Automation: Back-office processes need to be automated so that the staff is freed from having to perform manual duties that are laborious and repetitive. Investing in automation can reduce the amount of manual intervention required at each stage.
For instance, tasks that are triggered by a specific action, alerts, simple role-based approvals, forwarding, and escalations upon violation are some of the tasks that, when automated, can make the process more efficient.
Integration: The finance system needs to have a number of contextual integrations with systems such as the mail client, team chat, workflow management, analytics, help desk, and more. Without the procedures and workflows moving freely across the systems, the process will become siloed.
For instance, the workflow should be the command center for the finance team triggering new tasks and action items at every stage based on the preceding outcome.
Business process management using a shared inbox
A shared inbox is an intuitive tool with applications in a variety of team collaboration, customer service, and internal support use cases. Multiple users may access, read, manage, and send emails thanks to the tool's single collaboration space.
Let's explore how we can streamline business processes using shared inbox.
Defining the process
Every single day, the finance department receives an overwhelming number of emails that eventually fall into one of multiple financial processes. The role of the shared inbox begins even before the ticket or a mail enters the process.
The shared inbox tool allows teams to create unified inboxes for their group IDs (e.g., AP@company.com, AR@company.com, email@example.com, firstname.lastname@example.org, etc.) and add team members to groups. They can also create temporary groups around ongoing projects.
The shared inbox tool and the groups can be configured so that even emails to generic aliases such as email@example.com can be segregated into groups that are process-specific, by whitelisting these emails based on factors like subject line keywords, email addresses (vendor), domain names, and more.
For instance, an email from a vendor company regarding the payments for a subscription upgrade can be diverted to AP@company.com.
However, sufficient caution needs to be taken when working with automated rules to ensure they don’t clash.
The first step is to create a mail group alias for each of the finance processes in the shared inbox tool. Then, the group mailbox is populated with the primary stakeholders. Members can log in with their own credentials to access all incoming messages to the group inbox.
An over simplified accounts payable process is as follows:
The requisite comes from the vendor through an email.
The record is updated in the system (a dedicated finance tool).
If the system is self-service enabled with user access, the organization representative (the user) initiates the record in the system.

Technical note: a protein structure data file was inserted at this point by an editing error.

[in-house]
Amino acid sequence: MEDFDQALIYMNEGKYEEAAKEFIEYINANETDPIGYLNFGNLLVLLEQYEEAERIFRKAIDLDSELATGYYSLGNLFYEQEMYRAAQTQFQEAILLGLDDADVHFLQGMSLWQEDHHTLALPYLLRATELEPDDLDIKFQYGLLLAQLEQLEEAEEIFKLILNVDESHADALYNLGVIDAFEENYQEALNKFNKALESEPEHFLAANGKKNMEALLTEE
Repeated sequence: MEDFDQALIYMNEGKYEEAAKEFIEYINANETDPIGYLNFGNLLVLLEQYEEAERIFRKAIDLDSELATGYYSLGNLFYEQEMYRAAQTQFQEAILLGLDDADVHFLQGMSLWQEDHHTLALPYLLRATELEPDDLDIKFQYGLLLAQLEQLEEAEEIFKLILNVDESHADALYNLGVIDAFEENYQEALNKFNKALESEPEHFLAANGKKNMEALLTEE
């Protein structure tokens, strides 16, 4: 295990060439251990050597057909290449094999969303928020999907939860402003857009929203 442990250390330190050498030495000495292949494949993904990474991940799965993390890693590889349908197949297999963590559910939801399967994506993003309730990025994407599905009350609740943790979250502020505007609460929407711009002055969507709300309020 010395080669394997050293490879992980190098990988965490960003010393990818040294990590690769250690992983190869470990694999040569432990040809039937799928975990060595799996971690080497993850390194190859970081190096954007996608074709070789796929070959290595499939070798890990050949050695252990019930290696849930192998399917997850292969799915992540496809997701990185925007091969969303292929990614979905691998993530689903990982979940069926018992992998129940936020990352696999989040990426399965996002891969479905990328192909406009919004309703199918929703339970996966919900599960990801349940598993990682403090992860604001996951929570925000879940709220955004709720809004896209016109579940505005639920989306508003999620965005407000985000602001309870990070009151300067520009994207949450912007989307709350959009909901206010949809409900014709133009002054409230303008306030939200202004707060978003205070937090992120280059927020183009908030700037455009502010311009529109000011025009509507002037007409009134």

An assignee (finance team single point of contact/representative) is allotted in the system.
Approval/sign-off is triggered from the system, and accepted or rejected by the authorized individual over mail.
The triage with stakeholders happens on a team chat channel.
A dedicated help desk or email alias (in the absence of a help desk) serves as a service delivery system for the process.
The single point of contact processes the requisition on the system/tool, triggers an update to the organizational representative and vendor over email.
The shared inbox, which is nothing but an advanced interface of the mail client, functions as a service delivery system, with a contextual chat channel dedicated to the mail threads. Provisions for automation by applying rules and trigger tasks can significantly simplify the process.
Automation and integration
The team can define the process and configure predefined workflows to act on emails as they are delivered to the group inbox. They can trigger tasks within the shared inbox tool or in other applications connected via APIs or IPaaS (such as Zapier or Zoho flow).
Many shared inbox tools offer out-of-the-box integration with a variety of applications. Admins can leverage integration tools, webhooks or extension builders to define their process workflows (and trigger tasks) across applications right from their inbox.
Teams can also trigger multiple workflows from the same group mailbox (within the same process) just by attributing different rules to different actions or keywords.
The AP process can be further streamlined through automation within a shared inbox tool by:
Setting payment due dates on the calendar, and snoozing the thread and triggering alarms when the due date is nearing.
Identifying discrepancies or duplication by grouping mails by sender email id or the sender domain.
Integrating the accounts payable on the shared inbox with other major business systems such as ERPs, CRMs, digital signature tools, and more.
Admins can analyze and streamline processes workflow by evaluating analytics data. They can extract data for each mail thread individually or by member/assignee, and establish benchmarks for data, such as reaction time, resolution time, number of steps, etc.
Process management is the efficient application of available resources, such as personnel strength, tools like software programs, hardware investments, and tried-and-true tactics for maximizing customer as well as employee satisfaction.
At every stage of process management, automate as much as possible, but it’s also essential to do an in-depth analysis of existing procedures and gaps before implementing the automation.
Assess the impact of the process change on all stakeholders and give them appropriate training for using the automated process. Keep everyone informed of the plan, and make efficient use of available resources.
Plan process automation implementation in phases. Changes should be implemented one procedure at a time. Periodically review and test the modifications to validate the efficacy of process automation.